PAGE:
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Permanent Link: http://ufdc.ufl.edu/IR00002713/00001
 Material Information
Title: Supplemental Fertilizer Application in the BMP Era for Vegetable Crops Grown in Florida in the BMP Era
Physical Description: Fact Sheet
Creator: Simonne, Eric
Publisher: University of Florida Cooperative Extension Service, Institute of Food and Agriculture Sciences, EDIS
Place of Publication: Gainesville, Fla.
Publication Date: 2003
 Notes
Acquisition: Collected for University of Florida's Institutional Repository by the UFIR Self-Submittal tool. Submitted by Melanie Mercer.
Publication Status: Published
General Note: "Publication date: January 2003."
General Note: "HS906"
 Record Information
Source Institution: University of Florida Institutional Repository
Holding Location: University of Florida
Rights Management: All rights reserved by the submitter.
System ID: IR00002713:00001


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HS906 Supplemental Fertilizer Application in the BMP Era for Vegetable Crops Grown in Florida in the BMP Era1 Eric Simonne and George Hochmuth2 1. This document is HS906, one of a series of the Horticultural Sciences Department, Florida Cooperative Extension Service, Institute of Food and Agricultural Sciences, University of Florida. Publication date: January 2003. Please visit the EDIS Web site at http://edis.ifas.ufl.edu. 2. Eric Simonne, assistant professor, George Hochmuth, center director, NFREC-Quincy, Horticultural Sciences Department, Cooperative Extension Service, Institute of Food and Agricultural Sciences, University of Florida, Gainesville, 32611. The Institute of Food and Agricultural Sciences is an equal opportunity/affirmative action employer authorized to provide research, educational information and other services only to individuals and institutions that function without regard to race, color, sex, age, handicap, or national origin. For information on obtaining other extension publications, contact your county Cooperative Extension Service office. Florida Cooperative Extension Service/Institute of Food and Agricultural Sciences/University of Florida/Christine Taylor Waddill, Dean. This publication is one of a series entitled Fertilizer and Irrigation Management in the BMP Era. This series is divided into nine principles described in the Introduction Chapter (HOS-897). This publication is part of Principle 3, "Monitor Crop Nutritional Status and Discover How Healthy the Plants Are." BMP implementation requires a global approach to production management. However, for presentation purposes, each aspect of vegetable production is described in a separate publication. Fertilizers typically contain macronutrients and micronutrients, and are used primarily to obtain higher yields and improve crop quality. If the fertilizer component of the crop nutrient requirement (CNR) is properly managed to minimize fertilizer losses, it is unlikely that additional supplemental fertilizer will be needed. As a general rule, about 50% of the nitrogen and 25% of the potassium are leached out of the root zone by a 2 to 3-inch rainfall for unmulched crops. Working Definition Supplemental fertilizer is the fertilizer that is applied in addition to the crop nutrient requirement during the growing season to replace fertilizer nutrients lost by a leaching rain. Conditions for Application Things to Do Manage CNR properly to avoid leaching losses caused by irrigation. Make a supplemental application of N and/or K when rainfall exceeds 3 inches in 3 days, or 4 inches in 7 days and when plant nutritional status suggests to do so. Application Techniques Things to Do Place the supplemental fertilizer in the soil just ahead of the advancing root tips. For crops growing in close rows or seeded in "broadcast" fashion, the supplemental fertilizer can be broadcast over the top by air, ground spreader, or overhead sprinkler-irrigation system. Where plastic mulch is used, supplemental applications can be made through the mulch with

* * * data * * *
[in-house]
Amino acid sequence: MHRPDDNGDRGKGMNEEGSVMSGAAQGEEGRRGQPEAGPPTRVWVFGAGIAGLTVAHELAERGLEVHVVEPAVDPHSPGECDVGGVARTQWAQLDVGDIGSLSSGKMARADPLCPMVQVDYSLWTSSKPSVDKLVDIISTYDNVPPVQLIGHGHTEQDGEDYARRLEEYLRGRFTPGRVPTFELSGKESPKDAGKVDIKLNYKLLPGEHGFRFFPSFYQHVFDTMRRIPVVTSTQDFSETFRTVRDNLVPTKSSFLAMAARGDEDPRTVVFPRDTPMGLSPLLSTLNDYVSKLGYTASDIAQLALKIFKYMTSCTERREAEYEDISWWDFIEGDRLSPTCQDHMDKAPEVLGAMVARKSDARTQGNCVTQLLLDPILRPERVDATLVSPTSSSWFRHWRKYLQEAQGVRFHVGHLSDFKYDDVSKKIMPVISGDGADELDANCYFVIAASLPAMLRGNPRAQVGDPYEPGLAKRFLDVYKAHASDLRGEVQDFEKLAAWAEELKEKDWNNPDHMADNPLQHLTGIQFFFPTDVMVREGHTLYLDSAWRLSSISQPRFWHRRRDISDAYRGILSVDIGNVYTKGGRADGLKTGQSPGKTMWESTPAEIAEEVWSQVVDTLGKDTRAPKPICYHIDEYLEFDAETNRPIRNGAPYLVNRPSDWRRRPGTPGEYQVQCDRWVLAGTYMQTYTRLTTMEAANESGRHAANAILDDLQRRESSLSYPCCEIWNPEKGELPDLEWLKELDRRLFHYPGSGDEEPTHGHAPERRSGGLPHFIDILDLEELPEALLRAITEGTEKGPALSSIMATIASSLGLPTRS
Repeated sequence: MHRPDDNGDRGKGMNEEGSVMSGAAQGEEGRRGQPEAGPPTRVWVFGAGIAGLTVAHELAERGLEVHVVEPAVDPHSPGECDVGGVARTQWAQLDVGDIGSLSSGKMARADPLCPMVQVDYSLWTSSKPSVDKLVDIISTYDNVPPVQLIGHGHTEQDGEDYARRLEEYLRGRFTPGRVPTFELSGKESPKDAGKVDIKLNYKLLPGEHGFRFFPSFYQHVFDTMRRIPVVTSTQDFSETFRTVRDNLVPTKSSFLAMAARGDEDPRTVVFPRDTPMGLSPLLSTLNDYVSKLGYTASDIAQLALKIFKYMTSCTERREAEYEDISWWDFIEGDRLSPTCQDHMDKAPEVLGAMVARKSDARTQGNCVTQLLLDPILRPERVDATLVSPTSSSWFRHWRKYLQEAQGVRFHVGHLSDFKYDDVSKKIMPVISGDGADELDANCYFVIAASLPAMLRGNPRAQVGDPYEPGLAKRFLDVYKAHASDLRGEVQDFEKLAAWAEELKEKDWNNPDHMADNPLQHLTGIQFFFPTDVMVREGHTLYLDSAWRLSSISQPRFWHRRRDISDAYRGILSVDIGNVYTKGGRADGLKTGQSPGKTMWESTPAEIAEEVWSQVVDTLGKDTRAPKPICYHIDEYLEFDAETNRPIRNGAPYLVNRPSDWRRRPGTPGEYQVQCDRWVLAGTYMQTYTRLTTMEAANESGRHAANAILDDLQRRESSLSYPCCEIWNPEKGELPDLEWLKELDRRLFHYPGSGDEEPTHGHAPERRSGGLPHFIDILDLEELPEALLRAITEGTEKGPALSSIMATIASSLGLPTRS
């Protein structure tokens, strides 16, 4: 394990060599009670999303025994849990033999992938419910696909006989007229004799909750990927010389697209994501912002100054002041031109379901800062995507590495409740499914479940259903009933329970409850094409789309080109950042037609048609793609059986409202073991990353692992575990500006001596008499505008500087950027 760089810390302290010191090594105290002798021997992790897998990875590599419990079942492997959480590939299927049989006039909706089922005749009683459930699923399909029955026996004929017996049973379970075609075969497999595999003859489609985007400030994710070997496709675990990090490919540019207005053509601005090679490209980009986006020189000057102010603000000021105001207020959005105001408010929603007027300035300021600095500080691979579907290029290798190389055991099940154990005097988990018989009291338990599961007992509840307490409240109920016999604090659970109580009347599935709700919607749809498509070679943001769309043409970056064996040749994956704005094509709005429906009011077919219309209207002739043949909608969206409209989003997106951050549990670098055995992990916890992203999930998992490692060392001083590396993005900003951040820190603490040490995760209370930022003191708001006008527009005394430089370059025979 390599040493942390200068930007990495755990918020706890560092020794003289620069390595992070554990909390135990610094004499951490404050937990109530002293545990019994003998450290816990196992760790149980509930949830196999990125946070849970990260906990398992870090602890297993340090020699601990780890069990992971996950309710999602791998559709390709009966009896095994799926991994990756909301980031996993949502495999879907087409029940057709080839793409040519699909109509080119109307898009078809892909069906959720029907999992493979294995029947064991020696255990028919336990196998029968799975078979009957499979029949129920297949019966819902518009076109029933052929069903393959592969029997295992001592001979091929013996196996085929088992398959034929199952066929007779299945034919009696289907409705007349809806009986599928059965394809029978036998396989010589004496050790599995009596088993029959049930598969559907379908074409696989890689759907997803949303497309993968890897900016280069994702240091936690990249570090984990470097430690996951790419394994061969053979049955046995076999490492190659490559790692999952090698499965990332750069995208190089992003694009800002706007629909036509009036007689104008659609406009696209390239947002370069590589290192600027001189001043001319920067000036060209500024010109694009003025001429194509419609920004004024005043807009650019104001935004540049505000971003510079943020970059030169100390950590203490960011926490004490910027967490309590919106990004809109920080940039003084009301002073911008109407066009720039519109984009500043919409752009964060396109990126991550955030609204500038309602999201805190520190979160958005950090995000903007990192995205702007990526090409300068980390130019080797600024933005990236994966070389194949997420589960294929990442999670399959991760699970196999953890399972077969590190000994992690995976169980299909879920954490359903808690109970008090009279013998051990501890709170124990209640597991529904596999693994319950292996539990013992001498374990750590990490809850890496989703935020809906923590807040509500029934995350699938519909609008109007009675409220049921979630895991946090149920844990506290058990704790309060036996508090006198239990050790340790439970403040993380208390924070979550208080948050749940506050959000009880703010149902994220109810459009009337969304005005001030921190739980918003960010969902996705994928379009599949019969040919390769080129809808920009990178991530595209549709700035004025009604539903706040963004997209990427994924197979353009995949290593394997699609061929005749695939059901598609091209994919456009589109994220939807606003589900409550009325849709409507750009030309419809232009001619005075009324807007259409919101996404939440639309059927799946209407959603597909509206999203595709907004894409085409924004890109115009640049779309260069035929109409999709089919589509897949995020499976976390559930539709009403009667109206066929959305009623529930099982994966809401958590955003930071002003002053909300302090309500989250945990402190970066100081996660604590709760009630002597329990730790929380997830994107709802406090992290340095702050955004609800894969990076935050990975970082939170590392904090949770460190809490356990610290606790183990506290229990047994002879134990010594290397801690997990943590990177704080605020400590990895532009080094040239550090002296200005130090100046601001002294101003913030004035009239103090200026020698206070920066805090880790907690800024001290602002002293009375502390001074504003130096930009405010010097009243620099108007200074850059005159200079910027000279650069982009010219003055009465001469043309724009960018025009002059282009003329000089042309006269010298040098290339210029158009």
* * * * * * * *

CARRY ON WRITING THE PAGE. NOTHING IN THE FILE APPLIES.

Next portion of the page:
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Supplemental Fertilizer Application in the BMP Era for Vegetable Crops Grown in Florida.... 2 a liquid-injection wheel or the drip irrigation system. Application Amounts Things to Do In general, apply 30 lb of nitrogen per acre of planted cropland. In general, apply 20 lb of potassium (K2O) per acre of planted cropland. Things to Avoid: Potential Pitfalls Avoid adding supplemental or side-dress fertilizer to row crops when a storm event of significant magnitude is forecasted. Additional Reading Soil and Fertilizer Management for Vegetable Production in Florida, HS711, Fla. Coop. Ext. Ser., IFAS, Univ. of Fla. http://edis.ifas.ufl.edu/CV101